Vulvectomy is a surgery to remove some or all of your outer genitals. The surgery is done to remove diseased areas such as cancer, precancer, or lichen sclerosus.
The vulva area has several parts. These include the inner and outer labia, and the clitoris. The vulva area also includes the opening of the vagina and the opening of the urinary tract (urethra).
The surgery can be done in many ways. It depends in part on how much tissue needs to be removed. The surgeon may remove an area of skin from only the outer part of the labia. Or the surgeon may remove some or all of the outer and inner labia. In many cases, the clitoris is left in place. In some cases, more tissue may be removed. In rare cases, the surgeon may do a radical vulvectomy. This surgery removes a large area of tissue, including parts of the inside of the upper thighs, lower belly, and the area between the vagina and anus (perineum). The surgeon may also remove small glands (lymph nodes) in the groin.
How to say it
Why vulvectomy is done
The surgery may be done to treat conditions such as:
Cancer of the vulva
Precancer of the vulva (vulvar intraepithelial neoplasia)
Skin cancer (melanoma) on the vulva
Severe skin disease, such as lichen sclerosus
Severe disease of sweat glands in the groin (hidradenitis suppurativa)
The surgery may be done if you cannot have another treatment such as ablation, or that treatment hasn’t cured the problem.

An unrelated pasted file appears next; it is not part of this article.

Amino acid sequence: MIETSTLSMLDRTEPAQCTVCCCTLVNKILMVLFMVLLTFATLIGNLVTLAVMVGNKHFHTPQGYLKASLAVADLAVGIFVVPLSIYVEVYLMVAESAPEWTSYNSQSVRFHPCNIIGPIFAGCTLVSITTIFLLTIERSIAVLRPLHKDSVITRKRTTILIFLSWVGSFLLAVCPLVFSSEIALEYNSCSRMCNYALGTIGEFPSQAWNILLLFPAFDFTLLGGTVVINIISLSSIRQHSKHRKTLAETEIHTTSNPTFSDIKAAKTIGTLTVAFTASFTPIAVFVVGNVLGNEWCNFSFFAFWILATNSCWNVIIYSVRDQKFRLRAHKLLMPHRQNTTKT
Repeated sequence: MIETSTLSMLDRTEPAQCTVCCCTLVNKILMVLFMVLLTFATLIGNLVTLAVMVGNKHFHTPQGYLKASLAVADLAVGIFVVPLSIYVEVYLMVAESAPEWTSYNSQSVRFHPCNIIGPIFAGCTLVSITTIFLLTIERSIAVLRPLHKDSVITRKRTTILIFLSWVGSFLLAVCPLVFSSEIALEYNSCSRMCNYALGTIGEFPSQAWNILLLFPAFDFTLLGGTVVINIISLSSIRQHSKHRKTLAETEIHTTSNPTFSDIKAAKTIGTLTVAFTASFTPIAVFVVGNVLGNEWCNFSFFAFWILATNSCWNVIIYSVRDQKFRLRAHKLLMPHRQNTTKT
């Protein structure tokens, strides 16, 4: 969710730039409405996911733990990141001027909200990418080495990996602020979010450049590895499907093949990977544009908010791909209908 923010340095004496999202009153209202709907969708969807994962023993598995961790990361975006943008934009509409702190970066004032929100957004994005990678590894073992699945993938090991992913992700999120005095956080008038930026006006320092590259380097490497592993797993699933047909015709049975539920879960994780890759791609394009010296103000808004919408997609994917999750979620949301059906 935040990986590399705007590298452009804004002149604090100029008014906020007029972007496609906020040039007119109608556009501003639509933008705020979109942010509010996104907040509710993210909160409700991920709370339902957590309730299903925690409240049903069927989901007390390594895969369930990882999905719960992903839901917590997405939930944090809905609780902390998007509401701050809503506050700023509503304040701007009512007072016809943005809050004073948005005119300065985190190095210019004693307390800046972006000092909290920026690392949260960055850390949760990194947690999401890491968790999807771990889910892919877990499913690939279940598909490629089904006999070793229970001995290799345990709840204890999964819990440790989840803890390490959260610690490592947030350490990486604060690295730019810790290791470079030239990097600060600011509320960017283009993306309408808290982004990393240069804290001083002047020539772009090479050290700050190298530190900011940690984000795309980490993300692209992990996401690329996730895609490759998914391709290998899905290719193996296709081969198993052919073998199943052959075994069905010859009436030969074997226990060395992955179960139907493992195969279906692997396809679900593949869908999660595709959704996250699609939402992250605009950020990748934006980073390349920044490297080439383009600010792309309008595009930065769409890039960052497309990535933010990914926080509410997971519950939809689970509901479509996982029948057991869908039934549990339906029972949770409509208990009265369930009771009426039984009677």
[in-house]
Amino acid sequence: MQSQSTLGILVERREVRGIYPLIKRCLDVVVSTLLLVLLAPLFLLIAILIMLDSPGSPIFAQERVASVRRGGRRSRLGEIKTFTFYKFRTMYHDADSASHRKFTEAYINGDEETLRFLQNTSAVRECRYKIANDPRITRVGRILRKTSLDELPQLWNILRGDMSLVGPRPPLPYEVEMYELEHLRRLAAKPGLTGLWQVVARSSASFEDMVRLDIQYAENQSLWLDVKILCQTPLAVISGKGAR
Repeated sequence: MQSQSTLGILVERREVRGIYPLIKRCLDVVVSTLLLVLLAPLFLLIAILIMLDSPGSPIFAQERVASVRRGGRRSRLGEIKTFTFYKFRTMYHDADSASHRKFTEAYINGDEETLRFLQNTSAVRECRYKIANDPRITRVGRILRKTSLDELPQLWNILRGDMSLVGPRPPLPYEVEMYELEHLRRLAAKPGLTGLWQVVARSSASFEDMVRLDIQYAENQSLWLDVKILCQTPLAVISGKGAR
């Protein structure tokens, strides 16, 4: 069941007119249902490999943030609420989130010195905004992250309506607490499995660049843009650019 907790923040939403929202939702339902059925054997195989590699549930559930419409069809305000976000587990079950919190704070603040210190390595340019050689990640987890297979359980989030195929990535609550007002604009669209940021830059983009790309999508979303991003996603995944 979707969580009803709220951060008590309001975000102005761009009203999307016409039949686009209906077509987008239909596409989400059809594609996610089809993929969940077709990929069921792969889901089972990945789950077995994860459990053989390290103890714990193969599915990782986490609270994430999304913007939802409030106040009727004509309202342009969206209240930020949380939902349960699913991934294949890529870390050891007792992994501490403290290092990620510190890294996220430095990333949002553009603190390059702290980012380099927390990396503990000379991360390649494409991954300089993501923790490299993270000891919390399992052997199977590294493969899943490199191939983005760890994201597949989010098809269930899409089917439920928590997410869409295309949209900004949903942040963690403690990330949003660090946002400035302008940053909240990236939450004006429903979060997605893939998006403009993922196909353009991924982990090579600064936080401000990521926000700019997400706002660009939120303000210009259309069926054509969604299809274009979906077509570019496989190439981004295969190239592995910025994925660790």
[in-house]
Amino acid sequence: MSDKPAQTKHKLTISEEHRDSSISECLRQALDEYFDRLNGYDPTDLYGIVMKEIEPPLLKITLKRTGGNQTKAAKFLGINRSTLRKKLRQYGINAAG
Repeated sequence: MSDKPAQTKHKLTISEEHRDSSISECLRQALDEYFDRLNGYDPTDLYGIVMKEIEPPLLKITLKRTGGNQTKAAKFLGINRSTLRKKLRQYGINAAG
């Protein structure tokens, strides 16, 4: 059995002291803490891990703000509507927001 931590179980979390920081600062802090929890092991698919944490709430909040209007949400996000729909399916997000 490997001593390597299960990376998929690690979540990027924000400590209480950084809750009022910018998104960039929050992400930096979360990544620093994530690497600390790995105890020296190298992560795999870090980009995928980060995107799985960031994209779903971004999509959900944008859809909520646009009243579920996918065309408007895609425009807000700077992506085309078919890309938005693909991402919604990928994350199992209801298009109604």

How vulvectomy is done
If you have gone through menopause, your healthcare provider may have you use estrogen cream for several weeks before surgery. This is to help make the skin in the area healthier for surgery.
During the surgery:
You lie on a medical table. You are given medicine to relax you or make you sleep through the procedure. You may be numbed from the waist down.
The surgeon cuts away the area of diseased tissue. He or she also removes a small amount of additional tissue around the area. This is to help make sure all the diseased tissue is gone. The surgeon will remove layers of tissue that may include the fat under the skin.
The surgeon may bring together edges of the skin and close them with stitches (sutures). The surgeon may use flaps of skin to close some areas. Small of patches healthy skin may be left to create new tissue. In some cases, the surgeon may use a skin graft. That means an area of healthy skin is taken from another part of the body. The skin graft is then stitched in place over the parts of the vulva that need to be covered.
The surgeon covers the area with a dressing to protect it and help it heal. If a skin graft was done, the donor site may also be covered.
You will likely have a thin, flexible tube (catheter) in your urethra and bladder for up to a week. This is to help drain urine from your bladder while you heal.
While you heal from the surgery, you may need to avoid certain activities. You may need bed rest for a period of time. After bed rest, you may be told to not climb stairs and to limit your walking. You may also need to keep your legs close together. This is to help the incisions heal.
Risks of vulvectomy
Changes in sexual function and body image
Need for more surgery to remove more tissue
Blood clot from bed rest
Blood blister under the skin (hematoma)
Incisions that separate
March 21, 2017
Baggish MS. Vulvectomy. In: Baggish MS, editor. Atlas of Pelvic Anatomy and Gynecologic Surgery. 4 ed. Phildelphia: Elsevier; 2016. p. 909-28., Helm CW. Radical vulvectomy. Up To Date. January 22 ed: Up To Date; 2016. p. 32., Helm CW. Vulvar wide local excision, simple vulvectomy, and skinning vulvectomy. Up To Date. January 26 ed: Up To Date; 2016. p. 17., Polgar Bailey P. Vulvar and Vaginal Disorders In: Buttaro TM, editor. Primary Care. 4 ed. Philadelphia: Mosby; 2013. p. 874-86.
Burd, Irina, MD, PhD,Image reviewed by StayWell medical illustration team.,Ziegler, Olivia, MS, PA